One of the hardest lessons I've discovered in the last few years here is that confirmation-bias is bad, and it's even worse when it's acknowledging bad and yet is an encouraged practice.
In a way, everyone is hired for their expertise. Thus, part of your job's main responsibility is to use your knowledge as an expert and apply that to any situations that come your way. You'd think that in most organizations that since the management have hired you in the first place, that they would believe in what your knowledge and experience will tell you.
Funny thing is, that's often not the case! Makes you wonder why though.
When i stepped into one of the projects and saw the quality (or lackthereof) of the design and implementation, i was quite shocked by it. Simple failure test cases would break it in minutes, and caused a lot of unnecessary discussions and arguments about what some testers were testing and passing.
Using notepad as a simple example (my project wasn't notepad!), it was almost like this:
- requirements stated that notepad should load a text file and display it within the notepad program window
For testers that would just want to confirm the design, they would literally find the easiest text file available and load it into notepad. Test PASS!
Now with hindsight, this is a very very bad requirement. Bad in terms of it being very unclear, immeasurable and unspecific enough. In simpler terms, it's too vague.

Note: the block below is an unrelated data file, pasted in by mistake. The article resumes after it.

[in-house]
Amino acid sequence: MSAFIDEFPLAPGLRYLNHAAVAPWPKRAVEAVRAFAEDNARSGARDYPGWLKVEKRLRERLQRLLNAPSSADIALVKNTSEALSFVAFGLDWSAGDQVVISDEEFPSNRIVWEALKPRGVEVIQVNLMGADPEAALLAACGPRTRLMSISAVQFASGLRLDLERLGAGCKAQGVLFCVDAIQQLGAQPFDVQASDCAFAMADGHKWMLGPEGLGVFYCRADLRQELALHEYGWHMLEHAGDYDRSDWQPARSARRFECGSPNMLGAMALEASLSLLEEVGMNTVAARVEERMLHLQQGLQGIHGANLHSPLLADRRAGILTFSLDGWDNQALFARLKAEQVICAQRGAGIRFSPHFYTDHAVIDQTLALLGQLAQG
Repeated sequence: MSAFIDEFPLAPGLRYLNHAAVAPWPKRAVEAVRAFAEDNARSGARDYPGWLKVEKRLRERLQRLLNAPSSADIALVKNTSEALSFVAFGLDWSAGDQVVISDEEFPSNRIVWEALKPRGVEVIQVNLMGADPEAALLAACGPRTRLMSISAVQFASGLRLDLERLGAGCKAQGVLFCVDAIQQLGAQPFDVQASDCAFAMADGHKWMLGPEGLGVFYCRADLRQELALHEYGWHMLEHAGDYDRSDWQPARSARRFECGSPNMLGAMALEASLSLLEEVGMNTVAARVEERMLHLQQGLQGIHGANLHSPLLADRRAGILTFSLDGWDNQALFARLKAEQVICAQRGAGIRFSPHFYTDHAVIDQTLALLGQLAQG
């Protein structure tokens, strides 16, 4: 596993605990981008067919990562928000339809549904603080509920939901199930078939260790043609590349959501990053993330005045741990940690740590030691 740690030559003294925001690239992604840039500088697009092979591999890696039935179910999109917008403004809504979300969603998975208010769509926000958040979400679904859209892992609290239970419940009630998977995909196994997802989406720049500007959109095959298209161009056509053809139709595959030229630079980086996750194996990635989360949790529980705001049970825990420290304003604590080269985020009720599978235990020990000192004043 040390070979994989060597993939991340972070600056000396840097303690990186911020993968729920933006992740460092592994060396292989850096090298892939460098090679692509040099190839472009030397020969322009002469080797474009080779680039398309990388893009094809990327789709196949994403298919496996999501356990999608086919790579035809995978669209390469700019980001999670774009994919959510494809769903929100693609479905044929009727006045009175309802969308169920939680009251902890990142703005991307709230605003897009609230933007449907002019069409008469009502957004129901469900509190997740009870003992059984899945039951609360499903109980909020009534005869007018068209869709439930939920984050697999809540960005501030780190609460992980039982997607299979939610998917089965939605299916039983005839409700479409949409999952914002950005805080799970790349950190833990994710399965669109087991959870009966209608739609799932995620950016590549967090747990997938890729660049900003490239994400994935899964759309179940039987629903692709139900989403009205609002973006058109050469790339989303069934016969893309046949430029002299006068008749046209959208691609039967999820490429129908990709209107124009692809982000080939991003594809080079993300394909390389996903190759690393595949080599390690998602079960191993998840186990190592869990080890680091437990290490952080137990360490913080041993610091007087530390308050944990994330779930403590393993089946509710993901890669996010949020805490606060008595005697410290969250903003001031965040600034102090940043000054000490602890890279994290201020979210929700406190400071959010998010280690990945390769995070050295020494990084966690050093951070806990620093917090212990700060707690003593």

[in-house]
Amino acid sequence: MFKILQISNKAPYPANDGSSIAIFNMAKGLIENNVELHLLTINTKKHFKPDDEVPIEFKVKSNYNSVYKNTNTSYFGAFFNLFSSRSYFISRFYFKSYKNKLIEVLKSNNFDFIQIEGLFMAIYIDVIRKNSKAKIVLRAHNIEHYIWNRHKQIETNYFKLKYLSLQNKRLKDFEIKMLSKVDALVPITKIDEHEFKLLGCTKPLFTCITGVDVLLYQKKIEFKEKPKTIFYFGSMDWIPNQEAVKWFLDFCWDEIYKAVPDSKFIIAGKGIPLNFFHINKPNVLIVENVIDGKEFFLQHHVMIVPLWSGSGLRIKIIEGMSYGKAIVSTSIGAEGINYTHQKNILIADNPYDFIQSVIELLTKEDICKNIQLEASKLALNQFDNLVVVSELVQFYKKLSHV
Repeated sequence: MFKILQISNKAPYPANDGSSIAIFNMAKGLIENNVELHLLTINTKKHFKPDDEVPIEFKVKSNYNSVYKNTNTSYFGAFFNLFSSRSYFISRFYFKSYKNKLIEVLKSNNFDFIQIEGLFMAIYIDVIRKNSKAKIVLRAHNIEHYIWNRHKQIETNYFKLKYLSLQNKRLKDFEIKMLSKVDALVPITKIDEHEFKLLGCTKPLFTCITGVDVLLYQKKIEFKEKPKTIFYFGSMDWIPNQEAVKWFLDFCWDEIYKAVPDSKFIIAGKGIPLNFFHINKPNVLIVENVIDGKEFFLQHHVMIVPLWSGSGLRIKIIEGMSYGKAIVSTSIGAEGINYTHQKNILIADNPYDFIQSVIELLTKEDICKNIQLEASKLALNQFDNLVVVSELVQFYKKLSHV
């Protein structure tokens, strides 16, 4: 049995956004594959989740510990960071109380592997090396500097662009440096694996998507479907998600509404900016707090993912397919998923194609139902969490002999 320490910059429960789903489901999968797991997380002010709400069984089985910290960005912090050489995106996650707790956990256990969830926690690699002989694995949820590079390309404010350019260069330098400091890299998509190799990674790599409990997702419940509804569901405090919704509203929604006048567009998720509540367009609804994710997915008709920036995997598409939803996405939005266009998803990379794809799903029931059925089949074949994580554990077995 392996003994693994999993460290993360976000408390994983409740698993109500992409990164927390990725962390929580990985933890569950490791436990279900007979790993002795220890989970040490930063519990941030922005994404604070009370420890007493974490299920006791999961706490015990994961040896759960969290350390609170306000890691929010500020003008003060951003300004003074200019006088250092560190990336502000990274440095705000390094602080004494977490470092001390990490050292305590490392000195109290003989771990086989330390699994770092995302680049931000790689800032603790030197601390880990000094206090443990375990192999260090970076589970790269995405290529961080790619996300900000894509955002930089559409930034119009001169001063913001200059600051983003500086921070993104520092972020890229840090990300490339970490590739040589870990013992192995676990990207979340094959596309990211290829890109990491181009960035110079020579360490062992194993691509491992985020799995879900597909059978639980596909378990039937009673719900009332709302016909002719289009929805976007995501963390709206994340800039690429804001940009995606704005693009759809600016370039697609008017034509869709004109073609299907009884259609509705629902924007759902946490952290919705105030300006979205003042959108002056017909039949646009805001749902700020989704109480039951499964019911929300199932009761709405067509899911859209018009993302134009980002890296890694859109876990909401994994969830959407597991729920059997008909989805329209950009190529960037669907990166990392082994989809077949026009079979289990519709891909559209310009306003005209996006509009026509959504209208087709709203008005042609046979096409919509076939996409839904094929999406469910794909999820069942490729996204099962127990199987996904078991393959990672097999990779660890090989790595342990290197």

In a way, this situation also taught me to think and use phrases almost in a legal manner. Sometimes maybe too extreme, especially in new hires' eyes, but it's something that you'd learn from mistakes made, by others and yourself.
Mistakes will be made over and over again. I hope that they will be different mistakes, and lessons can be learnt from each mistake made.
I personally have a training style where I try to give people as much leeway to make mistakes as possible. Sink or Swim, so they say.
My opinion is that if people are good and are personally accountable to themselves, they would want to find their own ways to do certain actions in their jobs. It's harder to tell folks what are bad, but it's easier to let them make the mistakes, and show them what the correct (or more desirable) actions are, and let them make the call to think about them. This allow folks to grow 8).
Which is my number one reason for not having documentation! hahaha..
I think this philosophy came as a result of a few good mentors throughout the years: Grabbing the good points from mentors such as Tony, Teck, Chan, Sherman and Randy, avoiding the bad points from other folks, and adding a little "Jonathan" spice, and out come my training philosophy.